Aloe angiensis De Wild.
Aloe bequaertii De Wild.
Aloe lanuriensis De Wild.
Aloe lateritia kitaliensis (Reynolds) Reynolds
Aloe macrocarpa wollastonii (Rendle) Wabuyele
Aloe wollastonii is a stemless, evergreen, succulent, perennial plant producing a dense rosette of 12 - 15, spear-shaped leaves that can be up to 50cm long and 10cm wide at their base. The plant does not normally sucker, producing just the one rosette and growing up to 150cm tall[
The plant is harvested from the wild for local use as a medicine.
The sap of Aloe species contains anthraquinones. These compounds have several beneficial medicinal actions, particularly as a laxative, and many species of Aloe are thus employed in traditional medicine. Whilst safe in small doses and for short periods of time, anthraquinones do have potential problems if used in excess. These include congestion and irritation of the pelvic organs[
]. Long term use of anthraquinone laxatives may also play a role in development of colorectal cancer as they have genotoxic potential, and tumorigenic potential[
East tropical Africa - Uganda, Kenya, eastern DR Congo, Rwanda, Burundi, Tanzania.
Grassland and woodland at elevations from 1,100 - 2,300 metres[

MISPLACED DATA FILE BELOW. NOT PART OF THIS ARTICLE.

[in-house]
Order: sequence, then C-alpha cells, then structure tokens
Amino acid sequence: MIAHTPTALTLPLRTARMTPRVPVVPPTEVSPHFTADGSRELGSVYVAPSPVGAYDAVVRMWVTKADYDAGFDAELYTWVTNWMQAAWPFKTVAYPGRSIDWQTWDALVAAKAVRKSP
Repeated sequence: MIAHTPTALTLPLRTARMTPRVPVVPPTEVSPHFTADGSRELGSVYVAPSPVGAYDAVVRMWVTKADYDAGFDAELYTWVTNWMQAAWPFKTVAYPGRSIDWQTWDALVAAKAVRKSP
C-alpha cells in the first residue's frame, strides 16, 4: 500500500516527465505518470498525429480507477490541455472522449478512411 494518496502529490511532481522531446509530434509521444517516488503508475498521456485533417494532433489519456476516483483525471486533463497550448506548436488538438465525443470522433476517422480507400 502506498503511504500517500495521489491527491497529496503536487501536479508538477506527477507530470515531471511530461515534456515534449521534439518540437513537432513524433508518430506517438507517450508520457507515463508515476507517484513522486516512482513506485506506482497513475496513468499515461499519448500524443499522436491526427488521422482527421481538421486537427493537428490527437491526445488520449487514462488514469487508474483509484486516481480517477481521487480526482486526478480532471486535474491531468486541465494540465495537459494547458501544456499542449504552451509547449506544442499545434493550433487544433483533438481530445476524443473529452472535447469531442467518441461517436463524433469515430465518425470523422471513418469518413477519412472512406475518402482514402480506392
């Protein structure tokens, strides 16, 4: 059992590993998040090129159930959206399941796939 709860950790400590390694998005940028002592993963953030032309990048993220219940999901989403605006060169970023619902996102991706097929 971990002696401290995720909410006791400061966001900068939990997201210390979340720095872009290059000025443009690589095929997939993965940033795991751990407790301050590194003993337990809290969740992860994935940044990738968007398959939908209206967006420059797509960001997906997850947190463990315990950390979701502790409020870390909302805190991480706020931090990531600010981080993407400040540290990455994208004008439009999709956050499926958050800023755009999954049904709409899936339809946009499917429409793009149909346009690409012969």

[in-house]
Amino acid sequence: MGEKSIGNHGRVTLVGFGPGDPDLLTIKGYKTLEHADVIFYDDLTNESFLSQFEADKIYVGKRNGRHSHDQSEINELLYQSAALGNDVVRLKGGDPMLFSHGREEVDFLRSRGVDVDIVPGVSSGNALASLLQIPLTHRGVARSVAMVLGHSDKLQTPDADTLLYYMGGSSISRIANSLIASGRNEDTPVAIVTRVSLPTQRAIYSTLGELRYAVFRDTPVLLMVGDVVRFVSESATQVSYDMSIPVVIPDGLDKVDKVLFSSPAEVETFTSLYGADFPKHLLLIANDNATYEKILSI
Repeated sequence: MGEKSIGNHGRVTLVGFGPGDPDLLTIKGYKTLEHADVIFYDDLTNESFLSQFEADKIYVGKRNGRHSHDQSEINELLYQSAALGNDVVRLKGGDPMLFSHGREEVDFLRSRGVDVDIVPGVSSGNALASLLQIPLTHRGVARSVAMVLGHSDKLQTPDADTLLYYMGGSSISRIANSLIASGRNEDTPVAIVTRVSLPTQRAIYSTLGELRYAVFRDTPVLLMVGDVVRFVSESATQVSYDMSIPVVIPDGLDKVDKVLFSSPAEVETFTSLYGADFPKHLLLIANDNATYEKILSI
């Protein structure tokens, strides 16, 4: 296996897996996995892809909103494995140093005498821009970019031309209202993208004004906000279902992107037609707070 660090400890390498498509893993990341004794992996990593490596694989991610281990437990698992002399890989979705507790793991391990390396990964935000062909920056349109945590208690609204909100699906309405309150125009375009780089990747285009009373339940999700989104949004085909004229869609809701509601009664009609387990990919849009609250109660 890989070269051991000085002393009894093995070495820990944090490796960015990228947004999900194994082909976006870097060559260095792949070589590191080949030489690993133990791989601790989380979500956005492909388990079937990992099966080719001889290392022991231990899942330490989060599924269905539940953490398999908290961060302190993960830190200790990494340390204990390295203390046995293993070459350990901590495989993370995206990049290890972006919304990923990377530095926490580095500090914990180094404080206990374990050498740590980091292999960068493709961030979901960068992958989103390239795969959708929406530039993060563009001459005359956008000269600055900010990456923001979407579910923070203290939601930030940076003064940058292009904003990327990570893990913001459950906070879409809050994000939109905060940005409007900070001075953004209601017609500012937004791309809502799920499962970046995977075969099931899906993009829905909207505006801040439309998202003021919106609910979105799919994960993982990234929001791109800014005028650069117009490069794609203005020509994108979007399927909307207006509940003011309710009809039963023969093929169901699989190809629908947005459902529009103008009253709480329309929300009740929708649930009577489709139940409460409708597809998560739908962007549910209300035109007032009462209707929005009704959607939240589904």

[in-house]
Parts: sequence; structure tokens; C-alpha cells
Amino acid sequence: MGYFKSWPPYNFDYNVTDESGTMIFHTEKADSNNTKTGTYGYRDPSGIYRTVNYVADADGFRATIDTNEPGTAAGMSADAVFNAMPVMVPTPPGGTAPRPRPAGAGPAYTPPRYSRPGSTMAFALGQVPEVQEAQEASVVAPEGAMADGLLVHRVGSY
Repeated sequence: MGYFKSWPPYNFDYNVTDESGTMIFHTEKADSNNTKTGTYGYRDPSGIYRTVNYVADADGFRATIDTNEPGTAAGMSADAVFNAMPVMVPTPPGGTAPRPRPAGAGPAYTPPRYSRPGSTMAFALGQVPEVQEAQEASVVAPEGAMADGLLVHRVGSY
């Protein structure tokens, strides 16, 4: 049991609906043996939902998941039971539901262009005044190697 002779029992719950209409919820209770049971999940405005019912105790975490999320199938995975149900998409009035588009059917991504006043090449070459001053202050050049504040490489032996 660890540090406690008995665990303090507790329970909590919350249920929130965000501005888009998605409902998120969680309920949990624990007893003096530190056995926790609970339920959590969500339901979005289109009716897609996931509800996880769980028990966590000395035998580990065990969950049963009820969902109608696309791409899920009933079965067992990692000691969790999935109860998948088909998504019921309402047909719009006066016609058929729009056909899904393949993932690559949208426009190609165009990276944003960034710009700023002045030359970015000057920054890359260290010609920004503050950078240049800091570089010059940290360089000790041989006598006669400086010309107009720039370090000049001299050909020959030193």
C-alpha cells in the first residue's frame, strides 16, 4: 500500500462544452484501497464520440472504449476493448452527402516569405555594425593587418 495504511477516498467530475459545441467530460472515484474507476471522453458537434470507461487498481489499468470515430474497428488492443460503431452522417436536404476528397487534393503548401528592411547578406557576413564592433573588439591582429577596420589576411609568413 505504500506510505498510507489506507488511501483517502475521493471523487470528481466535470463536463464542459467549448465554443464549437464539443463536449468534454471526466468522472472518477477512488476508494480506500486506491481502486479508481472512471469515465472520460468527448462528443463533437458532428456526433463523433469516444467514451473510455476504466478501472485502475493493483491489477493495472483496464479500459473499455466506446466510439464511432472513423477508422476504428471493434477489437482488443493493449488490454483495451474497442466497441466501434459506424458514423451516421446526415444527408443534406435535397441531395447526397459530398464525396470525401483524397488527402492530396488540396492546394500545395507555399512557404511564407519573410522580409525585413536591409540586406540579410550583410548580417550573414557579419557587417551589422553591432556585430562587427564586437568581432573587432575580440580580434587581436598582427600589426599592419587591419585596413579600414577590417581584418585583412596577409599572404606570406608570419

The plant produces few or no suckers, and so is not an obvious choice for commercial cultivation[
Aloe species follow the Crassulacean acid metabolism (CAM). CAM plants can fix carbon dioxide at night and photosynthesize with closed stomata during the day, thus minimizing water loss. This, plus their succulent leaves and stems, and the presence of a thick cuticle, makes them well adapted to dry conditions[
Uterine inflammation is treated by drinking an infusion of the leaves[
The exudate, crushed leaves and dried leaves are applied topically to cure haemorrhoids. In Uganda itchy skin rash is treated by bathing in an infusion of Aloe wollastonii leaves or by using the crushed leaves as a sponge[
A decoction of roots and leaves is drunk to cure jaundice[
Aloe species contain a variety of phenolic compounds, including chromone, anthraquinone or anthrone derivatives. The leaf exudate of Aloe wollastonii contains about 15% aloin[
Seed - we have no specific information on this species - in general Aloes are sown in a sandy, well-drained potting soil in a warm, shady position in standard seed trays. Germination takes about three weeks. Cover the seed with a thin layer of sand (1 - 2mm), keep moist. The seedlings can be planted out in individual bags or containers as soon as they are large enough to handle[
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